Reforms to the health and social care system in the Health and Social Care Act have placed an emphasis on integrated care. The establishment of statutory health and wellbeing boards is intended to encourage local authorities to adopt a strategic approach to integrated health and local government services.
This King’s Fund report summarises a survey of 50 local authority areas. The survey attempted to discover how they (and their health partners) are implementing the new boards and delivering integrated care in England. It includes case studies based on the experience of two early implementers (Lambeth and Surrey), exploring new arrangements, the size, composition and ways of working emerging in shadow boards. Four main objectives of boards are:
- Delivery of locally identified priorities.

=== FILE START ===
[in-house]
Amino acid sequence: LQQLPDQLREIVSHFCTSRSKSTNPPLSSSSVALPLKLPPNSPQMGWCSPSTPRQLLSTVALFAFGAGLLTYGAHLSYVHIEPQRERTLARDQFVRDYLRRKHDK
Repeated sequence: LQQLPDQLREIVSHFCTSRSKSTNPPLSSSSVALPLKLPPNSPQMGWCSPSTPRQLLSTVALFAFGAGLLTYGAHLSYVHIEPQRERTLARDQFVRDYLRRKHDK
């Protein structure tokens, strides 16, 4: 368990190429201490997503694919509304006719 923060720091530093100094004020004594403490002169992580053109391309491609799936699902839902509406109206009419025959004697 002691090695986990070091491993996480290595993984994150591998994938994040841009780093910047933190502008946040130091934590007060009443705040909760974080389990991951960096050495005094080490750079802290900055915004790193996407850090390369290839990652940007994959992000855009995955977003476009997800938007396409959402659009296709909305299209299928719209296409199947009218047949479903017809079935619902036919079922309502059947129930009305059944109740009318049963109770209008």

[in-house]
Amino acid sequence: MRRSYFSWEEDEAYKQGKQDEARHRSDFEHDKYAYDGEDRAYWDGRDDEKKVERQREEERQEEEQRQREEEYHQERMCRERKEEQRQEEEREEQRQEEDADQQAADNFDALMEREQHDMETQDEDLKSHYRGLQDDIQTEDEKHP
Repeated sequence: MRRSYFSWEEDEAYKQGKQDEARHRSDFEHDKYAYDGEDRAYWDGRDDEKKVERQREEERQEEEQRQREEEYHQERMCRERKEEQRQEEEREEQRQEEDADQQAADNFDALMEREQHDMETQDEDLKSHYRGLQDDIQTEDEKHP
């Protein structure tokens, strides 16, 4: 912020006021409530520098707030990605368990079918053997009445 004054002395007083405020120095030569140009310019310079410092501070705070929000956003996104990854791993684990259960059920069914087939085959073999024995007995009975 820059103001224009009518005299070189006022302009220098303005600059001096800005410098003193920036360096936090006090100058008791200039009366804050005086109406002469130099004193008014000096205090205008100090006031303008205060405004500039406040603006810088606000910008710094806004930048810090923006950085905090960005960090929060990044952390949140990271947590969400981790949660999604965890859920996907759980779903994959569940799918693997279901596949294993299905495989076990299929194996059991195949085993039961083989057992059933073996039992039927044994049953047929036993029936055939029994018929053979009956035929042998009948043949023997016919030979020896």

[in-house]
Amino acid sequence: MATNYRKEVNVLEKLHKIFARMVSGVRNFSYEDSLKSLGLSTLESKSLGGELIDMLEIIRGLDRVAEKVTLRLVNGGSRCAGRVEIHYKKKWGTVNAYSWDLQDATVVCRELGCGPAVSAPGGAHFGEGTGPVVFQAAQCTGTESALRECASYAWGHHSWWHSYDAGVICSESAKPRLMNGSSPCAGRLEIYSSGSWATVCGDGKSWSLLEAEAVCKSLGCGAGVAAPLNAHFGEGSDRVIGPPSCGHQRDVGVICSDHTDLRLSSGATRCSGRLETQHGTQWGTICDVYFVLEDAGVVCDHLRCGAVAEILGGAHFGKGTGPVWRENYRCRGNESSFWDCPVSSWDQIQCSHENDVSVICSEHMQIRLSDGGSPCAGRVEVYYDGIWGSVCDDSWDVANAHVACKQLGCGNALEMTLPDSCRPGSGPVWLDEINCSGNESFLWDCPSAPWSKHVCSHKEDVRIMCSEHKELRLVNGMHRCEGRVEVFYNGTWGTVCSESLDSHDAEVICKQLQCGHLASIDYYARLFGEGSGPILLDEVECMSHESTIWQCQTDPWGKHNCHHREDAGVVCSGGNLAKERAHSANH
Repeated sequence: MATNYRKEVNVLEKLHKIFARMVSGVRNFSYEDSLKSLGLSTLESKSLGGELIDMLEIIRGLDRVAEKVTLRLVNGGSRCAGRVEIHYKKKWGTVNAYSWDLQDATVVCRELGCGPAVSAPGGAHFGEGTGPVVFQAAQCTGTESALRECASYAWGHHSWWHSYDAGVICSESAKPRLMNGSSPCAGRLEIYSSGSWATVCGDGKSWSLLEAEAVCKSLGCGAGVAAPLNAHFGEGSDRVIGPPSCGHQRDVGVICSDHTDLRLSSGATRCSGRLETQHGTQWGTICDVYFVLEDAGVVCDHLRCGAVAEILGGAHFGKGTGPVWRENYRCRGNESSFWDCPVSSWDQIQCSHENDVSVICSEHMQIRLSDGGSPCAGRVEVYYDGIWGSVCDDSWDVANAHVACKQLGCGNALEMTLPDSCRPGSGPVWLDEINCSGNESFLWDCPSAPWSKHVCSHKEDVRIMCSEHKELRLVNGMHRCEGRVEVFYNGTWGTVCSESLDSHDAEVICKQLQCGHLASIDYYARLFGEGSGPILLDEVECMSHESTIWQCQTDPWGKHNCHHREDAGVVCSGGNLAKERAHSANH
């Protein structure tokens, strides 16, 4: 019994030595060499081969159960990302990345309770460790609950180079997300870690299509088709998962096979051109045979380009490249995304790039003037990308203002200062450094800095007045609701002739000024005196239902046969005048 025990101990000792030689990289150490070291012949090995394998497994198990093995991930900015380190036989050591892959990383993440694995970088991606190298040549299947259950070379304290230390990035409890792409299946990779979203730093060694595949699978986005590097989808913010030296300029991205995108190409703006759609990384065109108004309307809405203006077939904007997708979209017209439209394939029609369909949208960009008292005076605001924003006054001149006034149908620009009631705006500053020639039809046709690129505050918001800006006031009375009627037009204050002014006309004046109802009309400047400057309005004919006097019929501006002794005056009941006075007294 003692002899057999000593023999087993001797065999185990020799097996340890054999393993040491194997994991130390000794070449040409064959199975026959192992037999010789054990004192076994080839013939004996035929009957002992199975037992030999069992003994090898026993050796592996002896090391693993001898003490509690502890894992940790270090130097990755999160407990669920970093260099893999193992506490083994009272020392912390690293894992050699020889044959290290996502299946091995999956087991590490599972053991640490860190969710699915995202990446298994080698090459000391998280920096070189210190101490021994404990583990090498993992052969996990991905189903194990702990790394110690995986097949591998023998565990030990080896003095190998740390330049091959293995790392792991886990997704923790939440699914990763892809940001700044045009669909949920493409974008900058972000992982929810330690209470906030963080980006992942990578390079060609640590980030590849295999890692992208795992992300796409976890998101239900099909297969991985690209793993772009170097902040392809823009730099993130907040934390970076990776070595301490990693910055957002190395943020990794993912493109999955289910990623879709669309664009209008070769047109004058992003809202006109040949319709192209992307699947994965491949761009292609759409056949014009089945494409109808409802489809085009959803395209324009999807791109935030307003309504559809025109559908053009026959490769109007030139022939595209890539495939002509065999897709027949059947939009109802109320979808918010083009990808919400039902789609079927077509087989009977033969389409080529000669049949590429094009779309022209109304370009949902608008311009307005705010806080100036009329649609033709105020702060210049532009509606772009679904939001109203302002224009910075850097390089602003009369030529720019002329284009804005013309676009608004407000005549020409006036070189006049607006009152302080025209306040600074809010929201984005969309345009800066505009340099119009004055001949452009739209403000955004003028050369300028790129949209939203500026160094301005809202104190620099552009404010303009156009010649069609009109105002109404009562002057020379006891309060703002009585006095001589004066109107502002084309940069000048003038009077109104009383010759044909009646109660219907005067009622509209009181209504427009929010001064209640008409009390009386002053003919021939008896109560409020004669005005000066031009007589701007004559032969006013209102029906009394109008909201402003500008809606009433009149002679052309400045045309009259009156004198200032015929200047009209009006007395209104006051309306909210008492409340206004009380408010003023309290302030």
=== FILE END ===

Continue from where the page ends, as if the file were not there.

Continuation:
- Closer integration.
- Pooled budgets.
- Improved planning of care pathways.
Boards, it seems, are more likely to succeed via influence and relationship-building, rather than through formal managerial control or accountabilities; health and wellbeing boards have no powers to sign off the commissioning plans of clinical commissioning groups. Some concerns remain over budget constraints; whether national policies might override local priorities; and how far boards might influence the NHS Commissioning Board.
Humphries, R. Galea, A. [and] Sonola, L. [et al] (2012). Health and wellbeing boards: system leaders or talking shops? London: King’s Fund, April 2012.